Chicago–If you don’t understand your past, you won’t be aware of your future. That was the underlying theme of yesterday’s session on circulation planning and analysis, part of the Circulation Intensive here at the Annual Conference for Catalog & Multichannel Merchants (ACCM).
The more you know about your customers’ buying patterns, the better you can define your future strategies, estimate your buyer file size, and calculate your breakeven per mailing, said Michael Grant, managing director of New York-based consultancy Winterberry Group and a leader of the daylong Intensive.
When collecting and analyzing the history of previous mailings, Grant advised starting with a top-down approach, gathering results by season, by title, by book, by segment, and by source code.
From there, you need to determine which data to track (circulation, demand, net sales, costs of good sold, and variable marketing and operations expenses, for example). Then you need to know how to calculate key metrics. Grant identified dollars per book as the best historical stat to look at when deciding how many catalogs to send in the future.
Next, said Grant, it’s time to determine which mailings performed best, ranking each book based on response rate, average order, demand per order, and cost per acquisition. With that information you can create an index for comparison, calculate a breakeven demand per catalog so that you can tell at a glance what is working, and develop a SWOT (strengths, weaknesses, opportunities, and threats) analysis for each mailing.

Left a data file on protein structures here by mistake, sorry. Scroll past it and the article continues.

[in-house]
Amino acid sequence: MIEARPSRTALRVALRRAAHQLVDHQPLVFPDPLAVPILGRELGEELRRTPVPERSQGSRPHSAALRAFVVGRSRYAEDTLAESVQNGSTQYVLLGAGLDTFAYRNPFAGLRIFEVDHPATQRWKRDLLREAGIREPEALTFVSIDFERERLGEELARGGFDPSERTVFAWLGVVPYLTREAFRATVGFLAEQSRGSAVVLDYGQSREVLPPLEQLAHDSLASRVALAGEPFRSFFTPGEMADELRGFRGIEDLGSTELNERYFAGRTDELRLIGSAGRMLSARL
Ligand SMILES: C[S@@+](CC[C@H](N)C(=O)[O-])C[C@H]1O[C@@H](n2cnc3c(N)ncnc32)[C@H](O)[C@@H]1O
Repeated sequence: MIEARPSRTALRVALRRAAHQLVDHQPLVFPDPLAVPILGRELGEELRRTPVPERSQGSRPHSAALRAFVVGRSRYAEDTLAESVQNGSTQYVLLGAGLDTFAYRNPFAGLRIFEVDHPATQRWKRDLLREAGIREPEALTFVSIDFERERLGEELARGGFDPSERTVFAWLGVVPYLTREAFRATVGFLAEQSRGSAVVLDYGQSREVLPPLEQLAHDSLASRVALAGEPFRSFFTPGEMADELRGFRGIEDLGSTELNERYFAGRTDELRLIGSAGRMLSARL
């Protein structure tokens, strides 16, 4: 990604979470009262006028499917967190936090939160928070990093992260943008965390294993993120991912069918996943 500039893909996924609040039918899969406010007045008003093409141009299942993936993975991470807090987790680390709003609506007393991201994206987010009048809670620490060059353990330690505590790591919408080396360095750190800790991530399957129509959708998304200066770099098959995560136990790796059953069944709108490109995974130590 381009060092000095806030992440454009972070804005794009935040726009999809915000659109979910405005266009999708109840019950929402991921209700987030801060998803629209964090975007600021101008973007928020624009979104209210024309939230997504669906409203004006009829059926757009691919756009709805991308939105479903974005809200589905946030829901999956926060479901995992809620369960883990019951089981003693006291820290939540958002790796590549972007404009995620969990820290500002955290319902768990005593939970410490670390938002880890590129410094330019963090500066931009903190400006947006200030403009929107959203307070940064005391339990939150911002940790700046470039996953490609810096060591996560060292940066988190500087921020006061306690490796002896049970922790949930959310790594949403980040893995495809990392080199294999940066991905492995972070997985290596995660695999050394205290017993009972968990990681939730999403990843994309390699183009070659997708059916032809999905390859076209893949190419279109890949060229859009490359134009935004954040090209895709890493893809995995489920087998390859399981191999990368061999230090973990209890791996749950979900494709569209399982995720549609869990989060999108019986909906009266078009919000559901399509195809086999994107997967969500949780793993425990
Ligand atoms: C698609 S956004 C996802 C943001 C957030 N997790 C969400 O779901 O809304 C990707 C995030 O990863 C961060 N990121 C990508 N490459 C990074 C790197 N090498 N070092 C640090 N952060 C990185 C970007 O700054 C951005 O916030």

But wait, there’s more! For each mailing, Grant advised determining how each segment performed compared with planned goals in the prior year; making sure you match back all Internet and unknown demand to catalog mail cells; deciding if remails were profitable, and if so, if you should add yet another remail; and assessing the productivity of all page increases and decreases. The next step is identifying key segment trends, as well as opportunities to add or subtract pages. Then you can calculate the cost per acquisition and profitability for each new customer source and segment.
Finally, Grant said, you should determine your payback time by tracking the productivity of single buyers over a series of mailings, and identify how you would circulate differently, looking at the number of contacts, the number of mailings, and how deeply the house file was mailed.